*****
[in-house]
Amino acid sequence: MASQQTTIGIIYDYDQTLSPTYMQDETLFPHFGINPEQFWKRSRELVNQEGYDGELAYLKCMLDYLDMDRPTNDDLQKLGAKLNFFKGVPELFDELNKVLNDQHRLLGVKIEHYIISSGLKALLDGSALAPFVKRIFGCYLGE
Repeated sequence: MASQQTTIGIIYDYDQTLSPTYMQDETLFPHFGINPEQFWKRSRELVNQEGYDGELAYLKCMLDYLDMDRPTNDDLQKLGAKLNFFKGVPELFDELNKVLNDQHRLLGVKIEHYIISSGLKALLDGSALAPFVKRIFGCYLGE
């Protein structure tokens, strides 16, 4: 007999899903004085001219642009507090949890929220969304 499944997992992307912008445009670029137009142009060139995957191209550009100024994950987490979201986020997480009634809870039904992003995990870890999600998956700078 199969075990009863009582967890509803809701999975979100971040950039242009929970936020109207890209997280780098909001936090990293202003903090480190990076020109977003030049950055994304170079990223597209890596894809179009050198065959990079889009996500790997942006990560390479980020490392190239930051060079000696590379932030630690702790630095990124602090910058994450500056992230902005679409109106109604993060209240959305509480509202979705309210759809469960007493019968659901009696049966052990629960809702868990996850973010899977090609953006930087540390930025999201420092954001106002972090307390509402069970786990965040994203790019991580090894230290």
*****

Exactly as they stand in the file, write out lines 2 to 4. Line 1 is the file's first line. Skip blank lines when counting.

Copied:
Amino acid sequence: MASQQTTIGIIYDYDQTLSPTYMQDETLFPHFGINPEQFWKRSRELVNQEGYDGELAYLKCMLDYLDMDRPTNDDLQKLGAKLNFFKGVPELFDELNKVLNDQHRLLGVKIEHYIISSGLKALLDGSALAPFVKRIFGCYLGE
Repeated sequence: MASQQTTIGIIYDYDQTLSPTYMQDETLFPHFGINPEQFWKRSRELVNQEGYDGELAYLKCMLDYLDMDRPTNDDLQKLGAKLNFFKGVPELFDELNKVLNDQHRLLGVKIEHYIISSGLKALLDGSALAPFVKRIFGCYLGE
């Protein structure tokens, strides 16, 4: 007999899903004085001219642009507090949890929220969304 499944997992992307912008445009670029137009142009060139995957191209550009100024994950987490979201986020997480009634809870039904992003995990870890999600998956700078 199969075990009863009582967890509803809701999975979100971040950039242009929970936020109207890209997280780098909001936090990293202003903090480190990076020109977003030049950055994304170079990223597209890596894809179009050198065959990079889009996500790997942006990560390479980020490392190239930051060079000696590379932030630690702790630095990124602090910058994450500056992230902005679409109106109604993060209240959305509480509202979705309210759809469960007493019968659901009696049966052990629960809702868990996850973010899977090609953006930087540390930025999201420092954001106002972090307390509402069970786990965040994203790019991580090894230290």